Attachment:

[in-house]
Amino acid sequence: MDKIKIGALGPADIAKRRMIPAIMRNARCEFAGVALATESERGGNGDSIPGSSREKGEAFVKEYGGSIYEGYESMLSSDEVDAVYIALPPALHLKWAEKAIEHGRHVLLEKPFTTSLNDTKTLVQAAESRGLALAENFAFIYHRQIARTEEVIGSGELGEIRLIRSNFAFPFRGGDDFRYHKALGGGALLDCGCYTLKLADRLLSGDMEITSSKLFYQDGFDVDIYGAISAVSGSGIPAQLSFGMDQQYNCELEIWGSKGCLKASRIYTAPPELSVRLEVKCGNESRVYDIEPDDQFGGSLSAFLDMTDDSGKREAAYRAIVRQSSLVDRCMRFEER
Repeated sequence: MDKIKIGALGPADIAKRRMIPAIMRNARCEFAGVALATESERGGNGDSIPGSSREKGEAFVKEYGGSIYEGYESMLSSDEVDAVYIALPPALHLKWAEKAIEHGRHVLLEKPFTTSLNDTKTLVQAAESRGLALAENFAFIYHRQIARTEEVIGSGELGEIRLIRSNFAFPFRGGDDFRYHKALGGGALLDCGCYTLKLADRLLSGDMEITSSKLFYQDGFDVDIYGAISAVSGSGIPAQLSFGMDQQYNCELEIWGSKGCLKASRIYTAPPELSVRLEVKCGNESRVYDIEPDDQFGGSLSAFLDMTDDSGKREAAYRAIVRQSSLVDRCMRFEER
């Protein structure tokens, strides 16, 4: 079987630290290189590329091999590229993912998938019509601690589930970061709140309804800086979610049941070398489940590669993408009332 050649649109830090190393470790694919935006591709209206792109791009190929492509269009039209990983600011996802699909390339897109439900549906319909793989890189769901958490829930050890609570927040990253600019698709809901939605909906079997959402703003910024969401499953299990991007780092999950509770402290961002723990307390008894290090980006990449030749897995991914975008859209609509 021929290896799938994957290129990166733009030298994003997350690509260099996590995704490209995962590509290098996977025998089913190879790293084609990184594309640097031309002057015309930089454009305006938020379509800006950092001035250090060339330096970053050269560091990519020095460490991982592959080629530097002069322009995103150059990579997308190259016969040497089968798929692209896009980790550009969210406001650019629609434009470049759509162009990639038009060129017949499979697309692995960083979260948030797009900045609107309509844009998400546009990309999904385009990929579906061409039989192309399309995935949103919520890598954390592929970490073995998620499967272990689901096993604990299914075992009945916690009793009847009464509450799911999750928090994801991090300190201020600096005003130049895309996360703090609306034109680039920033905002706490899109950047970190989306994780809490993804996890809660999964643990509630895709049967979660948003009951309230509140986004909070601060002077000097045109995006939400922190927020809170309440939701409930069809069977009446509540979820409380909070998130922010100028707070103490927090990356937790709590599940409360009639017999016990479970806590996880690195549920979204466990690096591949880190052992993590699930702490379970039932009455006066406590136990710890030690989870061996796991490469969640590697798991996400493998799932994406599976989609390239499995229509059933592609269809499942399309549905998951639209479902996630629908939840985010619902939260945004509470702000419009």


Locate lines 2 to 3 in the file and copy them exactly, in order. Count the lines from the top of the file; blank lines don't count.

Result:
Amino acid sequence: MDKIKIGALGPADIAKRRMIPAIMRNARCEFAGVALATESERGGNGDSIPGSSREKGEAFVKEYGGSIYEGYESMLSSDEVDAVYIALPPALHLKWAEKAIEHGRHVLLEKPFTTSLNDTKTLVQAAESRGLALAENFAFIYHRQIARTEEVIGSGELGEIRLIRSNFAFPFRGGDDFRYHKALGGGALLDCGCYTLKLADRLLSGDMEITSSKLFYQDGFDVDIYGAISAVSGSGIPAQLSFGMDQQYNCELEIWGSKGCLKASRIYTAPPELSVRLEVKCGNESRVYDIEPDDQFGGSLSAFLDMTDDSGKREAAYRAIVRQSSLVDRCMRFEER
Repeated sequence: MDKIKIGALGPADIAKRRMIPAIMRNARCEFAGVALATESERGGNGDSIPGSSREKGEAFVKEYGGSIYEGYESMLSSDEVDAVYIALPPALHLKWAEKAIEHGRHVLLEKPFTTSLNDTKTLVQAAESRGLALAENFAFIYHRQIARTEEVIGSGELGEIRLIRSNFAFPFRGGDDFRYHKALGGGALLDCGCYTLKLADRLLSGDMEITSSKLFYQDGFDVDIYGAISAVSGSGIPAQLSFGMDQQYNCELEIWGSKGCLKASRIYTAPPELSVRLEVKCGNESRVYDIEPDDQFGGSLSAFLDMTDDSGKREAAYRAIVRQSSLVDRCMRFEER